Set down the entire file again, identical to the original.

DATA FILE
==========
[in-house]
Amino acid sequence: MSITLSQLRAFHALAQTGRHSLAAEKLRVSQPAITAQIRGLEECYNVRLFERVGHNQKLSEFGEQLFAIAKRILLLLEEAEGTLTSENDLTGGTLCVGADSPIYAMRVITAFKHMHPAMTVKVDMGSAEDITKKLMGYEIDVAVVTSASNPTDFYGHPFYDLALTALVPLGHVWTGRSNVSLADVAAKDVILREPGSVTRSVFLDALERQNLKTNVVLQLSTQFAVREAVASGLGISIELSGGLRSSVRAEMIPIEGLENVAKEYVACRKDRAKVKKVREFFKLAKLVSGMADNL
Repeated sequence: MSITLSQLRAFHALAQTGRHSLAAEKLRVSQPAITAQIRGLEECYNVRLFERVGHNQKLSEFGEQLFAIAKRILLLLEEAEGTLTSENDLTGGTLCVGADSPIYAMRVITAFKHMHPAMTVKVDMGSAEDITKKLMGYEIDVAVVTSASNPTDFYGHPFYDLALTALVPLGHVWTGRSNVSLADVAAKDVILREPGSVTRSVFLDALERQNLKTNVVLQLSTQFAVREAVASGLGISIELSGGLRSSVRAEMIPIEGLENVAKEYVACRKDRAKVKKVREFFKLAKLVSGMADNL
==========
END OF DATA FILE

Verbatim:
[in-house]
Amino acid sequence: MSITLSQLRAFHALAQTGRHSLAAEKLRVSQPAITAQIRGLEECYNVRLFERVGHNQKLSEFGEQLFAIAKRILLLLEEAEGTLTSENDLTGGTLCVGADSPIYAMRVITAFKHMHPAMTVKVDMGSAEDITKKLMGYEIDVAVVTSASNPTDFYGHPFYDLALTALVPLGHVWTGRSNVSLADVAAKDVILREPGSVTRSVFLDALERQNLKTNVVLQLSTQFAVREAVASGLGISIELSGGLRSSVRAEMIPIEGLENVAKEYVACRKDRAKVKKVREFFKLAKLVSGMADNL
Repeated sequence: MSITLSQLRAFHALAQTGRHSLAAEKLRVSQPAITAQIRGLEECYNVRLFERVGHNQKLSEFGEQLFAIAKRILLLLEEAEGTLTSENDLTGGTLCVGADSPIYAMRVITAFKHMHPAMTVKVDMGSAEDITKKLMGYEIDVAVVTSASNPTDFYGHPFYDLALTALVPLGHVWTGRSNVSLADVAAKDVILREPGSVTRSVFLDALERQNLKTNVVLQLSTQFAVREAVASGLGISIELSGGLRSSVRAEMIPIEGLENVAKEYVACRKDRAKVKKVREFFKLAKLVSGMADNL